Posts Tagged ‘calm breathing’

Just waiting at home for it to be over.

SAN CLEMENTE, -(CA)- San Clemente landscape contractor Jim Miller, a lifelong surfer, determined he would not go in the water for an afternoon session Sunday after checking the waves from a popular clifftop lookout off Basilone Road above Trestles surf beach.

As he returned to the road along an overgrown cliff trail, he was bitten on his right foot by a rattlesnake he never saw.

The trail he usually takes is overgrown because of recent rains and has narrowed to less than a foot from the usual 3 feet, he said.

“I heard the rattle just as he got me and then again as he was taking off,” said Miller, 54. “I knew it was a rattlesnake right away and called 911 with my cellphone.

“At the hospital, the nurse asked me twice if my affairs were in order and if I had a will.”

No more toes to the nose for awhile.

The U.S. Centers for Disease Control and Prevention says five to seven deaths occur each year in the United States from among 7,000 to 8,000 reported rattlesnake bites. Such bites also can have serious side effects. About 800 rattlesnake bites are reported each year in California, with less than 1 percent of them fatal.

According to the California Department of Fish and Game, six species of rattlesnakes – of about 30 types found worldwide – are native to California, living in areas from below sea level to more than 10,000 feet. Generally, rattlesnakes hibernate all winter and come out to find prey such as small rodents and lizards in March and April. They return to their dens to hibernate in the fall.

Remember to keep a sharp weather eye out for rattlers.

Rattlesnakes, which can grow up to 6 feet long, produce venom in glands behind their eyes. They disable prey and fend off predators by injecting the venom through hollow retractable fangs. Most snake bites occur as they travel between their dens and their prey.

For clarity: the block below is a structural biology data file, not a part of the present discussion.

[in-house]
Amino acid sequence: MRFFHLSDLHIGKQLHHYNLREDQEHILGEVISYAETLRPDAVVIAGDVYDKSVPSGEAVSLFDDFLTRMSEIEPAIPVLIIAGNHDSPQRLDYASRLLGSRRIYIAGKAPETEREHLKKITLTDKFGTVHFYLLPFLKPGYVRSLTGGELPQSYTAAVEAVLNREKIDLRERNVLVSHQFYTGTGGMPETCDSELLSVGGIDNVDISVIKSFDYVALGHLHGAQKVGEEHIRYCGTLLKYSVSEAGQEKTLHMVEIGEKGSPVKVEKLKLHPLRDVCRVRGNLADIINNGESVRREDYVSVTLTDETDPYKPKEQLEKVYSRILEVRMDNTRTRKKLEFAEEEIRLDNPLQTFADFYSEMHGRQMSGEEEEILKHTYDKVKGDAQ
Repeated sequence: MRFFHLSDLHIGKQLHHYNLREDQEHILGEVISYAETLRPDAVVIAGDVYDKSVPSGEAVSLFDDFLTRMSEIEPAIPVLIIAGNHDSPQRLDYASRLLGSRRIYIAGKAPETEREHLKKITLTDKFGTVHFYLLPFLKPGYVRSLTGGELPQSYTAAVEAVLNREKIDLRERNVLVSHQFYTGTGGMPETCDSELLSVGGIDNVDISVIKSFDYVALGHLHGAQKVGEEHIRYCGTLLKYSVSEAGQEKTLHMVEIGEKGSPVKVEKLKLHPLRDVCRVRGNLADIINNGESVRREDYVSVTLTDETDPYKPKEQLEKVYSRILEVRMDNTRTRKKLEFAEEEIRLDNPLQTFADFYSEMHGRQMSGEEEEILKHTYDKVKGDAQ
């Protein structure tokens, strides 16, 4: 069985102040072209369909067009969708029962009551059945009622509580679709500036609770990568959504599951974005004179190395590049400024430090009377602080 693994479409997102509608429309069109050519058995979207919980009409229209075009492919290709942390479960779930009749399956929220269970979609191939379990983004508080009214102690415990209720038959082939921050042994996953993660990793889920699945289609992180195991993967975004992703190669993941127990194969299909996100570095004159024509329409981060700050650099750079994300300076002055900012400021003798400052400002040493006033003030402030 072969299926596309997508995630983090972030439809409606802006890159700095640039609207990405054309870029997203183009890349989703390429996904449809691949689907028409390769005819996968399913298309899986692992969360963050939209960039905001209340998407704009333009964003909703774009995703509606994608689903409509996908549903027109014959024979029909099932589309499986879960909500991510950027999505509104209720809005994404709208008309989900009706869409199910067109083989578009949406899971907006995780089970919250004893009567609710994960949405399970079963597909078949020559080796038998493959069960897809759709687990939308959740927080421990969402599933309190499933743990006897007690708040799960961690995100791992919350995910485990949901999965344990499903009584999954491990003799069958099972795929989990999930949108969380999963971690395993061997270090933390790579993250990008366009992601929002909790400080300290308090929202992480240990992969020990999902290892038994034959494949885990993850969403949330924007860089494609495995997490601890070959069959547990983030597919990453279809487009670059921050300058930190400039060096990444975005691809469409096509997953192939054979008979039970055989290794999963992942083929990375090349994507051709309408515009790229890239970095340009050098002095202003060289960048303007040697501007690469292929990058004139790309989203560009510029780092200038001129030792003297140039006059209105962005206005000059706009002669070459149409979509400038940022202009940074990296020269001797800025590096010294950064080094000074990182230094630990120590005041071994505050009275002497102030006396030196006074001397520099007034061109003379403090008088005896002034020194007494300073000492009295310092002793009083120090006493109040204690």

Rattlesnakes get their name from the distinctive rattle on their tail, which they use to warn intruders. The rattle grows segment by segment as the snake changes skin, or molts, which occurs several times a year.

Miller said his regular physical activity, such as surfing, swimming, cycling and yoga, were big factors in his survival. But without the arrival of paramedics within minutes, he’s not sure what the outcome would have been.

Miller said he initially felt pain from the bite, but soon the feeling became as if he had been put in a straitjacket with locks clamped on his chest. He concentrated on staying calm and breathing at an even pace.

After he was taken to Saddleback Memorial Medical Center San Clemente, medical personnel noted his pulse at 150 beats a minute, and he had intense tingling in his lips, eyelids and fingertips, Miller said. He watched the swelling climb up his leg and into his abdominal area that even two days later had not receded as he rested at home.

Surfers at Trestles said Tuesday that they had not seen any rattlesnakes lately but generally were not surprised to hear about Miller’s bite. Josh Baxter, 41, of San Clemente has surfed at Trestles his entire life and said he saw a 5-foot-long rattler last year on the trail near where Miller was bitten.

“When it rains out here, the creek washes them out and they are everywhere,” Baxter said. “There are a lot of critters out here.”

Miller said he expects to fully recover, and he laughed as he said he now has what many American Indians would say is the “spirit of the snake.”




What do you do if you encounter a rattlesnake on a trail in or around San Clemente? The Richard and Donna O’Neill Conservancy is offering a workshop at 7 p.m. April 13 at a site to be determined, presented by the North American Field Herping Association. It’s about local snake species and dos and don’ts. It’s free, but reservations are required. Email staff@rmvreserve.org.

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